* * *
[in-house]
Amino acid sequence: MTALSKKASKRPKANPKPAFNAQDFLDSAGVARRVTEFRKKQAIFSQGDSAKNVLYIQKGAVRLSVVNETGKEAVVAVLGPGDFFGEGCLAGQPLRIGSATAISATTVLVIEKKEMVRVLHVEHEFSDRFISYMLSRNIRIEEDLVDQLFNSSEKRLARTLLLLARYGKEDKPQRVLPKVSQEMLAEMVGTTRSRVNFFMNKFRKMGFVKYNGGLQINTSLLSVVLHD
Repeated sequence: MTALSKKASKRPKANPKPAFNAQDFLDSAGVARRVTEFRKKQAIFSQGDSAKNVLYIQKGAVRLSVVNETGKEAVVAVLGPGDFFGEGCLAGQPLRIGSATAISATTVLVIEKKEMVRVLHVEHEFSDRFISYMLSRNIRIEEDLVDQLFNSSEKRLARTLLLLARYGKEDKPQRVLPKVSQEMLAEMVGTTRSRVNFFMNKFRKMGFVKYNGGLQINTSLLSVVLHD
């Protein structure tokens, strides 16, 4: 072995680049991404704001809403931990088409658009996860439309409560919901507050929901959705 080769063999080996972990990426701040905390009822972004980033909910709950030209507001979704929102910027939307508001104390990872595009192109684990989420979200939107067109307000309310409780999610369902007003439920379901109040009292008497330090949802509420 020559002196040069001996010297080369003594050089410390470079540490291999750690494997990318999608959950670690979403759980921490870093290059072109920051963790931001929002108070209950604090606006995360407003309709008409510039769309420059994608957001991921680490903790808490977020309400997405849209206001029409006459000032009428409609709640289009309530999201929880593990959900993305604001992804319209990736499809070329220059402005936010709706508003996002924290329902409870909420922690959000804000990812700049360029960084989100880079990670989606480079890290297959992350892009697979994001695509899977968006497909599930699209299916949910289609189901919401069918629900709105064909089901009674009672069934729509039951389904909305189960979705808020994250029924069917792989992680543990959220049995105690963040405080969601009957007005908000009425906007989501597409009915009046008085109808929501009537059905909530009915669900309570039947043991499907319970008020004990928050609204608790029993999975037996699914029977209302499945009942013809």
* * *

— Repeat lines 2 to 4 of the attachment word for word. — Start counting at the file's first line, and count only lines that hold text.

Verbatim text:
Amino acid sequence: MTALSKKASKRPKANPKPAFNAQDFLDSAGVARRVTEFRKKQAIFSQGDSAKNVLYIQKGAVRLSVVNETGKEAVVAVLGPGDFFGEGCLAGQPLRIGSATAISATTVLVIEKKEMVRVLHVEHEFSDRFISYMLSRNIRIEEDLVDQLFNSSEKRLARTLLLLARYGKEDKPQRVLPKVSQEMLAEMVGTTRSRVNFFMNKFRKMGFVKYNGGLQINTSLLSVVLHD
Repeated sequence: MTALSKKASKRPKANPKPAFNAQDFLDSAGVARRVTEFRKKQAIFSQGDSAKNVLYIQKGAVRLSVVNETGKEAVVAVLGPGDFFGEGCLAGQPLRIGSATAISATTVLVIEKKEMVRVLHVEHEFSDRFISYMLSRNIRIEEDLVDQLFNSSEKRLARTLLLLARYGKEDKPQRVLPKVSQEMLAEMVGTTRSRVNFFMNKFRKMGFVKYNGGLQINTSLLSVVLHD
């Protein structure tokens, strides 16, 4: 072995680049991404704001809403931990088409658009996860439309409560919901507050929901959705 080769063999080996972990990426701040905390009822972004980033909910709950030209507001979704929102910027939307508001104390990872595009192109684990989420979200939107067109307000309310409780999610369902007003439920379901109040009292008497330090949802509420 020559002196040069001996010297080369003594050089410390470079540490291999750690494997990318999608959950670690979403759980921490870093290059072109920051963790931001929002108070209950604090606006995360407003309709008409510039769309420059994608957001991921680490903790808490977020309400997405849209206001029409006459000032009428409609709640289009309530999201929880593990959900993305604001992804319209990736499809070329220059402005936010709706508003996002924290329902409870909420922690959000804000990812700049360029960084989100880079990670989606480079890290297959992350892009697979994001695509899977968006497909599930699209299916949910289609189901919401069918629900709105064909089901009674009672069934729509039951389904909305189960979705808020994250029924069917792989992680543990959220049995105690963040405080969601009957007005908000009425906007989501597409009915009046008085109808929501009537059905909530009915669900309570039947043991499907319970008020004990928050609204608790029993999975037996699914029977209302499945009942013809």